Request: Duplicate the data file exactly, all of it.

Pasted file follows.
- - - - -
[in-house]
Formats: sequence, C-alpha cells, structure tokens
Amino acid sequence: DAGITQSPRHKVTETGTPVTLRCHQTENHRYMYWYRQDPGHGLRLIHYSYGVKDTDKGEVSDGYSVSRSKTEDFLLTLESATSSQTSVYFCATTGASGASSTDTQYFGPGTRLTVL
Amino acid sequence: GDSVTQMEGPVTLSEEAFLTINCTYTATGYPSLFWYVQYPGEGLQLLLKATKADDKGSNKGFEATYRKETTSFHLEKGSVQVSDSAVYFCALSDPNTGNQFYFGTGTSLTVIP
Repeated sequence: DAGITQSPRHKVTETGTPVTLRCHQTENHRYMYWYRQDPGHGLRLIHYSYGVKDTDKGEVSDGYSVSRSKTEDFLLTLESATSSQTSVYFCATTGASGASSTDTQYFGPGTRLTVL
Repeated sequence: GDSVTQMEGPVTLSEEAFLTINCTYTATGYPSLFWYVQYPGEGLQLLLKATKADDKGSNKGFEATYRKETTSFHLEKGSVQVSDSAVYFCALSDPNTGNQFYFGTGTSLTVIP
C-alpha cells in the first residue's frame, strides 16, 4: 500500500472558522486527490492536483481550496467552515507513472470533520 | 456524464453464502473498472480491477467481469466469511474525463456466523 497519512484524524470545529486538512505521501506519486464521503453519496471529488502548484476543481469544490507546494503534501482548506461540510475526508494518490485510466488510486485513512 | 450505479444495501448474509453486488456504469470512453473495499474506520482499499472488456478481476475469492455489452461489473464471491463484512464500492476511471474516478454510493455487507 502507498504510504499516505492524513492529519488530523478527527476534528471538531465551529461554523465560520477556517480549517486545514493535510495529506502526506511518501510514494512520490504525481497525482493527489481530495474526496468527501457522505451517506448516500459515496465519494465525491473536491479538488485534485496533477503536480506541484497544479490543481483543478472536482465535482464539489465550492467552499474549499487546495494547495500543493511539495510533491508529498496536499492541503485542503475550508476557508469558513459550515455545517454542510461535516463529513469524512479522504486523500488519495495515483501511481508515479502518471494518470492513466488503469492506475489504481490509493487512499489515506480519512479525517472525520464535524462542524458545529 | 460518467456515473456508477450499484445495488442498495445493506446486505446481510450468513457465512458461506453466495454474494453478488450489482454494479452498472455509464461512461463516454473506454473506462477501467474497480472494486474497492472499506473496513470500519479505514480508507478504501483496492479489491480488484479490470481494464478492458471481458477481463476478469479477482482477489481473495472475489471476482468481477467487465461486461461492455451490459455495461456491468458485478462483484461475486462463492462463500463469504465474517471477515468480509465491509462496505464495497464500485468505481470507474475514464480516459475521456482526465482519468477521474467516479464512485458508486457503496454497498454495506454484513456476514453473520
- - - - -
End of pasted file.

[in-house]
Formats: sequence, C-alpha cells, structure tokens
Amino acid sequence: DAGITQSPRHKVTETGTPVTLRCHQTENHRYMYWYRQDPGHGLRLIHYSYGVKDTDKGEVSDGYSVSRSKTEDFLLTLESATSSQTSVYFCATTGASGASSTDTQYFGPGTRLTVL
Amino acid sequence: GDSVTQMEGPVTLSEEAFLTINCTYTATGYPSLFWYVQYPGEGLQLLLKATKADDKGSNKGFEATYRKETTSFHLEKGSVQVSDSAVYFCALSDPNTGNQFYFGTGTSLTVIP
Repeated sequence: DAGITQSPRHKVTETGTPVTLRCHQTENHRYMYWYRQDPGHGLRLIHYSYGVKDTDKGEVSDGYSVSRSKTEDFLLTLESATSSQTSVYFCATTGASGASSTDTQYFGPGTRLTVL
Repeated sequence: GDSVTQMEGPVTLSEEAFLTINCTYTATGYPSLFWYVQYPGEGLQLLLKATKADDKGSNKGFEATYRKETTSFHLEKGSVQVSDSAVYFCALSDPNTGNQFYFGTGTSLTVIP
C-alpha cells in the first residue's frame, strides 16, 4: 500500500472558522486527490492536483481550496467552515507513472470533520 | 456524464453464502473498472480491477467481469466469511474525463456466523 497519512484524524470545529486538512505521501506519486464521503453519496471529488502548484476543481469544490507546494503534501482548506461540510475526508494518490485510466488510486485513512 | 450505479444495501448474509453486488456504469470512453473495499474506520482499499472488456478481476475469492455489452461489473464471491463484512464500492476511471474516478454510493455487507 502507498504510504499516505492524513492529519488530523478527527476534528471538531465551529461554523465560520477556517480549517486545514493535510495529506502526506511518501510514494512520490504525481497525482493527489481530495474526496468527501457522505451517506448516500459515496465519494465525491473536491479538488485534485496533477503536480506541484497544479490543481483543478472536482465535482464539489465550492467552499474549499487546495494547495500543493511539495510533491508529498496536499492541503485542503475550508476557508469558513459550515455545517454542510461535516463529513469524512479522504486523500488519495495515483501511481508515479502518471494518470492513466488503469492506475489504481490509493487512499489515506480519512479525517472525520464535524462542524458545529 | 460518467456515473456508477450499484445495488442498495445493506446486505446481510450468513457465512458461506453466495454474494453478488450489482454494479452498472455509464461512461463516454473506454473506462477501467474497480472494486474497492472499506473496513470500519479505514480508507478504501483496492479489491480488484479490470481494464478492458471481458477481463476478469479477482482477489481473495472475489471476482468481477467487465461486461461492455451490459455495461456491468458485478462483484461475486462463492462463500463469504465474517471477515468480509465491509462496505464495497464500485468505481470507474475514464480516459475521456482526465482519468477521474467516479464512485458508486457503496454497498454495506454484513456476514453473520